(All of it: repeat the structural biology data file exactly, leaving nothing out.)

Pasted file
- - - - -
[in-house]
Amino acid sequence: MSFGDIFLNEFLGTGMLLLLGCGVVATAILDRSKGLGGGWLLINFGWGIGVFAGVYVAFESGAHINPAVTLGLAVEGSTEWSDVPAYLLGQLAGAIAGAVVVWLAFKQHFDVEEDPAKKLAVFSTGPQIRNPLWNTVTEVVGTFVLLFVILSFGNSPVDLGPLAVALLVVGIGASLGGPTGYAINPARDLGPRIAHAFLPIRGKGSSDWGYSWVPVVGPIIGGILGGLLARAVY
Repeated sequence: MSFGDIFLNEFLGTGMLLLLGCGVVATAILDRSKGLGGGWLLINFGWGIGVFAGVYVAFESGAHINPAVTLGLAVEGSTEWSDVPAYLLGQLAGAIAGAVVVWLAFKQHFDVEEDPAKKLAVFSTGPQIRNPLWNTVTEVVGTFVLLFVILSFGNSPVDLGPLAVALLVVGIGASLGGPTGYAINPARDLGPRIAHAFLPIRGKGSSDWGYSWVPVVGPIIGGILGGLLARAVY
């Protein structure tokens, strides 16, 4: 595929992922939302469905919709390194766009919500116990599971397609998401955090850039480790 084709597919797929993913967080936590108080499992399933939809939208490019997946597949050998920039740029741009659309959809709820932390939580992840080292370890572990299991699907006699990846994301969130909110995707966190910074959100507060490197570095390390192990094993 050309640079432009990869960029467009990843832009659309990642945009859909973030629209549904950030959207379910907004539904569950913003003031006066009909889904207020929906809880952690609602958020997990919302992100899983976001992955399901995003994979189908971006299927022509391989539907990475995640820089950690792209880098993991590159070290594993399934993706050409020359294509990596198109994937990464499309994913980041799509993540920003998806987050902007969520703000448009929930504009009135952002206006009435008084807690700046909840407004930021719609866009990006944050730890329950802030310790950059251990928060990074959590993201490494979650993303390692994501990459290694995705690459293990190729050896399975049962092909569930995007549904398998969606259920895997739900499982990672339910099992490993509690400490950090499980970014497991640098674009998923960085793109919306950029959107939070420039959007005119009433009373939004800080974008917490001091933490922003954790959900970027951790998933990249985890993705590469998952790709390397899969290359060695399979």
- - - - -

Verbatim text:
[in-house]
Amino acid sequence: MSFGDIFLNEFLGTGMLLLLGCGVVATAILDRSKGLGGGWLLINFGWGIGVFAGVYVAFESGAHINPAVTLGLAVEGSTEWSDVPAYLLGQLAGAIAGAVVVWLAFKQHFDVEEDPAKKLAVFSTGPQIRNPLWNTVTEVVGTFVLLFVILSFGNSPVDLGPLAVALLVVGIGASLGGPTGYAINPARDLGPRIAHAFLPIRGKGSSDWGYSWVPVVGPIIGGILGGLLARAVY
Repeated sequence: MSFGDIFLNEFLGTGMLLLLGCGVVATAILDRSKGLGGGWLLINFGWGIGVFAGVYVAFESGAHINPAVTLGLAVEGSTEWSDVPAYLLGQLAGAIAGAVVVWLAFKQHFDVEEDPAKKLAVFSTGPQIRNPLWNTVTEVVGTFVLLFVILSFGNSPVDLGPLAVALLVVGIGASLGGPTGYAINPARDLGPRIAHAFLPIRGKGSSDWGYSWVPVVGPIIGGILGGLLARAVY
């Protein structure tokens, strides 16, 4: 595929992922939302469905919709390194766009919500116990599971397609998401955090850039480790 084709597919797929993913967080936590108080499992399933939809939208490019997946597949050998920039740029741009659309959809709820932390939580992840080292370890572990299991699907006699990846994301969130909110995707966190910074959100507060490197570095390390192990094993 050309640079432009990869960029467009990843832009659309990642945009859909973030629209549904950030959207379910907004539904569950913003003031006066009909889904207020929906809880952690609602958020997990919302992100899983976001992955399901995003994979189908971006299927022509391989539907990475995640820089950690792209880098993991590159070290594993399934993706050409020359294509990596198109994937990464499309994913980041799509993540920003998806987050902007969520703000448009929930504009009135952002206006009435008084807690700046909840407004930021719609866009990006944050730890329950802030310790950059251990928060990074959590993201490494979650993303390692994501990459290694995705690459293990190729050896399975049962092909569930995007549904398998969606259920895997739900499982990672339910099992490993509690400490950090499980970014497991640098674009998923960085793109919306950029959107939070420039959007005119009433009373939004800080974008917490001091933490922003954790959900970027951790998933990249985890993705590469998952790709390397899969290359060695399979």